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Yahweh (Hebrew: יהוה, YHWH - the unvocalised YHWH is the only form that appeared in Hebrew before 800 CE, and Yahweh is a modern "best guess" scholarly convention), also Yahu, is a god in ancient Semitic religion and notably the god of Israel in the Hebrew Bible.

The Bible describes Yahweh as the one true God who delivered Israel from Egypt and gave the Ten Commandments: "Then God spoke all these words. He said, ‘I am Yahweh your God who brought you out of Egypt, where you lived as slaves. You shall have no other gods to rival me.’”[1] Yahweh revealed himself to Israel as a God who would not permit his people to make idols or follow gods of other nations[2] or worship gods known by other names, "I am Yahweh, that is My name; I will not give My glory to another, or My praise to idols."[3] Yahweh demanded the role of the one true God in the hearts and minds of Israel, "Hear, Israel: Yahweh is our God; Yahweh is one: and you shall love Yahweh your God with all your heart, and with all your soul, and with all your might."[4]

Modern Biblical scholars, using source criticism, find different treatments of Yahweh in the four distinct, major sources that were redacted into the Torah.[5] For example, in the Jahwist source (which was written c 950 BCE[6]), Yahweh is anthropomorphic, visits people, and use the name Yahweh prior to Exodus 3.[7] In the Elohist source (c 850 BCE[8]), Yahweh is typically referred to as Elohim, and he appears more impersonal (for example, speaking through dreams and angels rather than appearing in person).[9] In the the Deuteronomist source (c 650–651 BCE[8]), Yahweh is particularly concerned with whether Judah’s kings were good or bad and with centralized temple worship.[10] The Priestly source (c 550–400[8]) portrays Yahweh as acting through the Aaronid priesthood and temple-based sacrificial system.[11]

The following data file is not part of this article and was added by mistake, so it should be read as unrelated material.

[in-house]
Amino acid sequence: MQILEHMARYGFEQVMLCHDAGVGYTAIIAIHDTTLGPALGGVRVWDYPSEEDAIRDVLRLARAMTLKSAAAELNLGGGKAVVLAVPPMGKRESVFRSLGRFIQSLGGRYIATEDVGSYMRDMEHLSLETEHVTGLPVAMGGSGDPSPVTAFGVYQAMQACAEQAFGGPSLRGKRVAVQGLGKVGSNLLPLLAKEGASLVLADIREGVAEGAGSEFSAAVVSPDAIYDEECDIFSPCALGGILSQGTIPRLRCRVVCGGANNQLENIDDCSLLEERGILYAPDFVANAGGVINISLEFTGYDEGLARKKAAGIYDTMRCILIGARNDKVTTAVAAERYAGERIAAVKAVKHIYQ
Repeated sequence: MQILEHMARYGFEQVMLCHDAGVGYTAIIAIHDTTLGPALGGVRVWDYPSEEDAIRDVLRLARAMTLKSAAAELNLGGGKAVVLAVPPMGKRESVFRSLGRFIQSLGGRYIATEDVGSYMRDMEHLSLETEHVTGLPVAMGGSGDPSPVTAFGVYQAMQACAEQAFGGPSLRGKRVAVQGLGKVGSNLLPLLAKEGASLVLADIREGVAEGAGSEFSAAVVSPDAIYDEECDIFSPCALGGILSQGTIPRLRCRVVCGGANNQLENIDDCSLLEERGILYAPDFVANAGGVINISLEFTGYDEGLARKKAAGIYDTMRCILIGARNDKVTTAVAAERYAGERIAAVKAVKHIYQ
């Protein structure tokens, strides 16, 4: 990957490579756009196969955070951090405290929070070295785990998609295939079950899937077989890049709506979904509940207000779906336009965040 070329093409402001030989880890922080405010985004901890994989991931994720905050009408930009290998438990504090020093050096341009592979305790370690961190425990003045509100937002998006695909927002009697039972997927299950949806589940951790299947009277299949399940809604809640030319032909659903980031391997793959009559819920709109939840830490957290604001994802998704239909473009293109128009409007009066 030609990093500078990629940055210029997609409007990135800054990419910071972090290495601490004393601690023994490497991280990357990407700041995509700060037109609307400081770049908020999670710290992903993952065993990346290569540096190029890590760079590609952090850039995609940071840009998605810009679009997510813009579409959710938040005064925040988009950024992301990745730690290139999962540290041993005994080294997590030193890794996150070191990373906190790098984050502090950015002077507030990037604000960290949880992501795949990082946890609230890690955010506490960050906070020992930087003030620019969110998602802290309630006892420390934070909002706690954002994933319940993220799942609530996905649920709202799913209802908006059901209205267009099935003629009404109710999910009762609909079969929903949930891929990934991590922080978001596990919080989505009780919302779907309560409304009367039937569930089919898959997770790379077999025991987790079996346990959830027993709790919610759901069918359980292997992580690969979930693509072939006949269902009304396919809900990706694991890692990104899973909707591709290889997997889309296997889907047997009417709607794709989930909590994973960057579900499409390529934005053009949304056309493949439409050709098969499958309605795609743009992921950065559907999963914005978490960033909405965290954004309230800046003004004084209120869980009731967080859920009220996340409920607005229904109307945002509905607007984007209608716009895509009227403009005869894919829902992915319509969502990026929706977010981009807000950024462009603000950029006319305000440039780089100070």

The history of the emergence of Israelite monotheism and Yahweh worship has been the subject of scholarly study since at least the 19th century and Julius Wellhausen'’s Prolegomena to the History of Israel; in the 20th century the formative work was William F. Albright's Yahweh and the Gods of Canaan (1968), which insisted on the essential otherness of Yahweh from the Canaanite gods from the very beginning of Israel's history. However, scholars of the Ancient Near East have since seen Yahweh worship as emerging from a West Semitic and Canaanite background,[12][13] a later, more gradual phenomenon than has been assumed.[14] Worship of Yahweh alone is a central idea of historical Judaism.[15] Much of Christianity views Jesus as the human incarnation of Yahweh[16], for details see Names of God in Christianity. The importance of the divine name and the character of the “one true God” revealed as Yahweh are often contrasted with the significantly different character of rival deities known by different names in the traditional polytheistic religions.[17] Some scholars, including William G. Dever, have asserted that the Asherah was worshipped as a consort of Yahweh, until the 6th century BCE, when strict monolatry of Yahweh became prevalent in the wake of the destruction of the first temple.[18][19] However, the consort hypothesis has been subject to debate with numerous scholars publishing disagreement.[20]

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